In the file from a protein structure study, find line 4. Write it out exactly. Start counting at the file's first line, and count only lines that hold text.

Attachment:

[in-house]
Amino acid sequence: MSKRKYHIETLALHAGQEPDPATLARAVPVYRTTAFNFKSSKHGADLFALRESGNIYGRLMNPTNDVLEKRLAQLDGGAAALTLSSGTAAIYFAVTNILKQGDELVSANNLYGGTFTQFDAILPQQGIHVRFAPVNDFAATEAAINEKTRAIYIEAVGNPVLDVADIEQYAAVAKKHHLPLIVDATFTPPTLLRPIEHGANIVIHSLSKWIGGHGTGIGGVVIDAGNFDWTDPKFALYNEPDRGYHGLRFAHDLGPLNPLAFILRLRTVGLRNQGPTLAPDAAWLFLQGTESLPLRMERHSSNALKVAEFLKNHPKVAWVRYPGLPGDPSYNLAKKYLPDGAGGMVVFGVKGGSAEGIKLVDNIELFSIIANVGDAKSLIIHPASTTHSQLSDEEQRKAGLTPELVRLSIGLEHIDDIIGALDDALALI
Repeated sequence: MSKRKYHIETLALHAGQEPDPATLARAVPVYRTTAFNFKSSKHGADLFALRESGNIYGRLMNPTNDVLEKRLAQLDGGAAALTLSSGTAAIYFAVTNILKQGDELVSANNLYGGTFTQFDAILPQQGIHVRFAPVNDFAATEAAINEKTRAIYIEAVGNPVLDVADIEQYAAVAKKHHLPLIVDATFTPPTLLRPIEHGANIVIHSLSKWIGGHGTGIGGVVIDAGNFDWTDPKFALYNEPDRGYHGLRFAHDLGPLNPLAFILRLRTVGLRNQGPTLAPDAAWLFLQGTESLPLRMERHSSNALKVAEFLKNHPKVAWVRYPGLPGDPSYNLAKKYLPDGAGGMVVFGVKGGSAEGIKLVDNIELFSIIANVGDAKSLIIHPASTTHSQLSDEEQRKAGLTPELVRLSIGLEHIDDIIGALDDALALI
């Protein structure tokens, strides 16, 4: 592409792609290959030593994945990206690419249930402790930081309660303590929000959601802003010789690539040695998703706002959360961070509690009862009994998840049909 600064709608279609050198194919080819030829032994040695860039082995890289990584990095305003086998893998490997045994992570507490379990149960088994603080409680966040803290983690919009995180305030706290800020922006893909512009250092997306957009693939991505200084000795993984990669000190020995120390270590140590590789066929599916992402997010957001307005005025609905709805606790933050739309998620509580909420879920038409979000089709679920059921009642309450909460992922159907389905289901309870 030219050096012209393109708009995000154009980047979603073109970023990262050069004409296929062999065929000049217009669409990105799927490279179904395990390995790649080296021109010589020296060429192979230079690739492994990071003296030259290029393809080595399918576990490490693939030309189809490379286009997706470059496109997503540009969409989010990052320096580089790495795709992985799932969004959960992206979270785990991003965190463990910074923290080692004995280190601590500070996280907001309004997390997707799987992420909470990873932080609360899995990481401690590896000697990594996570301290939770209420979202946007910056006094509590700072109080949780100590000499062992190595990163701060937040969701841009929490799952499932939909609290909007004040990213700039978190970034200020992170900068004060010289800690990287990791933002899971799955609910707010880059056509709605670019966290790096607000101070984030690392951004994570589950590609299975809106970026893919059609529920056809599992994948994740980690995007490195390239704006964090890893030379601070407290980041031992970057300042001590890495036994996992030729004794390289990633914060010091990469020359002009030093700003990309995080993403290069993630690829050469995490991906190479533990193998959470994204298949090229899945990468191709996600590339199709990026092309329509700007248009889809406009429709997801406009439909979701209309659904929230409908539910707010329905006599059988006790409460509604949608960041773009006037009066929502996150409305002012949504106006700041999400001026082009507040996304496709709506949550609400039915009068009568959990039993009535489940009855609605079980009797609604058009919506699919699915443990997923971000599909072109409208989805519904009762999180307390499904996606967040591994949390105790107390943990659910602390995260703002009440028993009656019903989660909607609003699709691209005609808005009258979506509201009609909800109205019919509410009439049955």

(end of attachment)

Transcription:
């Protein structure tokens, strides 16, 4: 592409792609290959030593994945990206690419249930402790930081309660303590929000959601802003010789690539040695998703706002959360961070509690009862009994998840049909 600064709608279609050198194919080819030829032994040695860039082995890289990584990095305003086998893998490997045994992570507490379990149960088994603080409680966040803290983690919009995180305030706290800020922006893909512009250092997306957009693939991505200084000795993984990669000190020995120390270590140590590789066929599916992402997010957001307005005025609905709805606790933050739309998620509580909420879920038409979000089709679920059921009642309450909460992922159907389905289901309870 030219050096012209393109708009995000154009980047979603073109970023990262050069004409296929062999065929000049217009669409990105799927490279179904395990390995790649080296021109010589020296060429192979230079690739492994990071003296030259290029393809080595399918576990490490693939030309189809490379286009997706470059496109997503540009969409989010990052320096580089790495795709992985799932969004959960992206979270785990991003965190463990910074923290080692004995280190601590500070996280907001309004997390997707799987992420909470990873932080609360899995990481401690590896000697990594996570301290939770209420979202946007910056006094509590700072109080949780100590000499062992190595990163701060937040969701841009929490799952499932939909609290909007004040990213700039978190970034200020992170900068004060010289800690990287990791933002899971799955609910707010880059056509709605670019966290790096607000101070984030690392951004994570589950590609299975809106970026893919059609529920056809599992994948994740980690995007490195390239704006964090890893030379601070407290980041031992970057300042001590890495036994996992030729004794390289990633914060010091990469020359002009030093700003990309995080993403290069993630690829050469995490991906190479533990193998959470994204298949090229899945990468191709996600590339199709990026092309329509700007248009889809406009429709997801406009439909979701209309659904929230409908539910707010329905006599059988006790409460509604949608960041773009006037009066929502996150409305002012949504106006700041999400001026082009507040996304496709709506949550609400039915009068009568959990039993009535489940009855609605079980009797609604058009919506699919699915443990997923971000599909072109409208989805519904009762999180307390499904996606967040591994949390105790107390943990659910602390995260703002009440028993009656019903989660909607609003699709691209005609808005009258979506509201009609909800109205019919509410009439049955």